Applied Cryptography in E-mail Services and Web Services

Applied Cryptography in E-mail Services and Web Services

Lei Chen (Sam Houston State University, USA), Wen-Chen Hu (University of North Dakota, USA), Ming Yang (Jacksonville State University, USA) and Lei Zhang (Frostburg State University, USA)
DOI: 10.4018/978-1-61520-783-1.ch005
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E-mail services are the method of sending and receiving electronic messages over communication networks. Web services on the other hand provide a channel of accessing interlinked hypermeida via the World Wide Web. As these two methods of network communications turn into the most popular services over the Internet, applied cryptography and secure authentication protocols become indispensable in securing confidential data over public networks. In this chapter, we first review a number of cryptographic ciphers widely used in secure communication protocols. We then discuss and compare the popular trust system Web of Trust, the certificate standard X.509, and the standard for public key systems Public Key Infrastructure (PKI). Two secure e-mail standards, OpenPGP and S/MIME, are examined and compared. The de facto standard cryptographic protocol for e-commerce, Secure Socket Layer (SSL) / Transport Layer Security (TLS), and XML Security Standards for secure web services are also discussed.
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Commonly Used Cryptographic Ciphers And Security Protocols

Data Encryption Standard (DES) and Triple-DES

In 1973, National Institute of Standards and Technology (NIST, previously NBS) solicited proposals for a government-wide standard for encryption and decryption. Based on the IBM Lucifer cipher (developed by 1973Feistel and his colleagues in 1973! and 1974), DES was accepted as an official Federal Information Processing Standard (FIPS) for the U.S. in 1976, later widespread internationally. Many later ciphers, including RC5, Blowfish and CAST5, were designed based on DES. DES is basically an iterative symmetric key algorithm that uses a relatively short key with only 56 binary bits in length. In each of its 16 rounds, DES takes a 64-bit data block and a 48-bit sub-key as the inputs and goes through a series of steps including expansion, Substitution Boxes (S-Boxes) and Permutation Boxes (P-Boxes) resulting 64-bit output. Everything except the S-Boxes in DES is linear. Due to short key length of DES, Triple-DES or 3DES was introduced to increase the key length to 112-bit in EDE mode and 168-bit in EEE mode. DES and 3DES had been the most popular symmetric key block ciphers before the emergence of AES.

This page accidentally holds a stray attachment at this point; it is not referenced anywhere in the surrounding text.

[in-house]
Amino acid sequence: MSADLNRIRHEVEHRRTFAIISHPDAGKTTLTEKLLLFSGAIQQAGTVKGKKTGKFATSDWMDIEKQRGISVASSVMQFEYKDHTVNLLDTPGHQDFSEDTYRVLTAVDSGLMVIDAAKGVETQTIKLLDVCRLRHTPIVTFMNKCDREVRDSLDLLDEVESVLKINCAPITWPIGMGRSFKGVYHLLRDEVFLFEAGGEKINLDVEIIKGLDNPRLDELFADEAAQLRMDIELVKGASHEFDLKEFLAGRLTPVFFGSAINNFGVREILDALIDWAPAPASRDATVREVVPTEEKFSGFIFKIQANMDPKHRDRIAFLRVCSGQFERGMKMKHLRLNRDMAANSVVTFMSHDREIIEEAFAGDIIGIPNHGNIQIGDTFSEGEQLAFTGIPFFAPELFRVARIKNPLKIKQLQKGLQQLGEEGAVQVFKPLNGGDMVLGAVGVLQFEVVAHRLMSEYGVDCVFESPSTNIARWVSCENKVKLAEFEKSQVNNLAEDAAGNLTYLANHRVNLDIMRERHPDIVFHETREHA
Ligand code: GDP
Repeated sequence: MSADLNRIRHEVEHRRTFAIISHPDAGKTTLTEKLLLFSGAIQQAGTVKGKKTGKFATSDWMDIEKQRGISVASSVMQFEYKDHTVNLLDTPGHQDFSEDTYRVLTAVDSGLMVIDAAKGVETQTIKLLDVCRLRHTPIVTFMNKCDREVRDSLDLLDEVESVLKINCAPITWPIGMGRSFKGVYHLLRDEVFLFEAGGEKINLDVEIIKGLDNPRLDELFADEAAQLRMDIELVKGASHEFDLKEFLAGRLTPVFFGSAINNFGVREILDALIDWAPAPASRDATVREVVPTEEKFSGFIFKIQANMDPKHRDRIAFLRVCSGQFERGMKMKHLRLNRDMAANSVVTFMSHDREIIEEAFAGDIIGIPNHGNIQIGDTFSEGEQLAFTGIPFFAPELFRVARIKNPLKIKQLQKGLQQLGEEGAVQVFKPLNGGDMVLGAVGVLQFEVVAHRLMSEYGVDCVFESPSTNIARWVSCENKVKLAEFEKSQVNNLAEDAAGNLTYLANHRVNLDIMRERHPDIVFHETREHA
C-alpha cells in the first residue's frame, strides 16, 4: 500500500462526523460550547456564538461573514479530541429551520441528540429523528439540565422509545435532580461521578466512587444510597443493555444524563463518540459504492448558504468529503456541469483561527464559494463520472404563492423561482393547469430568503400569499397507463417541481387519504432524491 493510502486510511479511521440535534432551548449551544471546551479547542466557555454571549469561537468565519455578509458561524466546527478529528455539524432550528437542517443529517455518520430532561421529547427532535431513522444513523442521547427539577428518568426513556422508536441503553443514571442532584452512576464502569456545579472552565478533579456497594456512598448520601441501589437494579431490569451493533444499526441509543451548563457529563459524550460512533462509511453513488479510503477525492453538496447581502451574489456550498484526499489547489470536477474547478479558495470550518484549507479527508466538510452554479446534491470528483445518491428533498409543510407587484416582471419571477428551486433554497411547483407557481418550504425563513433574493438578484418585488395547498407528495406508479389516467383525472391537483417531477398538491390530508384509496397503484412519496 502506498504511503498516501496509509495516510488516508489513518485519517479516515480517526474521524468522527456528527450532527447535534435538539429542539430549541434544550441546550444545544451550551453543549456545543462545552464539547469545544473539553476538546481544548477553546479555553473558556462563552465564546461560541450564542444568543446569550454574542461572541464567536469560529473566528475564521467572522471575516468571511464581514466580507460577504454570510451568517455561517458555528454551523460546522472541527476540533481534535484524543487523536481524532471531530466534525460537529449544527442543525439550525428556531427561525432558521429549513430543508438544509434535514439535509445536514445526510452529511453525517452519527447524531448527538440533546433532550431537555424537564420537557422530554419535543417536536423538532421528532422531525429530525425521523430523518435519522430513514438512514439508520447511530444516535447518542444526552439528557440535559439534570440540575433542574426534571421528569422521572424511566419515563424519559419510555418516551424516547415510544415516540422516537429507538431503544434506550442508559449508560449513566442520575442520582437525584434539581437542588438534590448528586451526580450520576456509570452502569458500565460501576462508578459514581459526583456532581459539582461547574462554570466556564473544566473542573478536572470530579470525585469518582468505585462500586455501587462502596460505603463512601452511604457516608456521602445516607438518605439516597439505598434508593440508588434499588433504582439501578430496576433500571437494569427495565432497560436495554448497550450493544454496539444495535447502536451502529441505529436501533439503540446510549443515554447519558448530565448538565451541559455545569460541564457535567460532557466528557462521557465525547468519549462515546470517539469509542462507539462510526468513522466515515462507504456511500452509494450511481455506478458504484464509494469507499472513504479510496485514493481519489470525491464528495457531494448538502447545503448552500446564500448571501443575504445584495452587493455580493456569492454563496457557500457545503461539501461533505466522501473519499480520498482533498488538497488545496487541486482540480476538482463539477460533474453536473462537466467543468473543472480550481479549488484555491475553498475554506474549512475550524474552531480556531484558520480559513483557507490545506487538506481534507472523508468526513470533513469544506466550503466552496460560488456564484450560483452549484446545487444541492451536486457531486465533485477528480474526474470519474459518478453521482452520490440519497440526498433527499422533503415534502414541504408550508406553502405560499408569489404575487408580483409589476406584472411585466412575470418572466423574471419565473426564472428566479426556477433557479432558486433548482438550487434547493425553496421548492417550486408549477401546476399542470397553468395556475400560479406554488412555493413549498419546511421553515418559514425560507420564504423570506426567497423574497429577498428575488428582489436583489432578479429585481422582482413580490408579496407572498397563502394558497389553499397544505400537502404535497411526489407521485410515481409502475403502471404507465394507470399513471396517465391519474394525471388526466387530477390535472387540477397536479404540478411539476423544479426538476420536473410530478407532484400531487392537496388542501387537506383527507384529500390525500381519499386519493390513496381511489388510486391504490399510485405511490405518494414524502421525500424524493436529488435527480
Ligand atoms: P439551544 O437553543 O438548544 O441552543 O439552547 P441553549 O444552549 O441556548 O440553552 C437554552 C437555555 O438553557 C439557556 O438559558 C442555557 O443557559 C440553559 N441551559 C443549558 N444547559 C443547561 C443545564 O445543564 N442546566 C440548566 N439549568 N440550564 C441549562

DES has eight different S-boxes, each of which maps a 6-bit input to a 4-bit output. The first bit and the last bit of the 6-bit input of an S-box form the binary row indexes and the rest 4-bit of the input forms the column indexes of a single S-box conversion table. The table then has the dimension of 4 (00 to 11) rows by 16 (0000 to 1111) columns and the 64 intersections show the possible values of the 4-bit output. Each possible 4-bit output value has 4 occurrences among the intersections. Therefore, a specific 6-bit input value points to a specific intersection and output value. On the other hand, a unique output value does not help find the input value due to the 4 occurrences.

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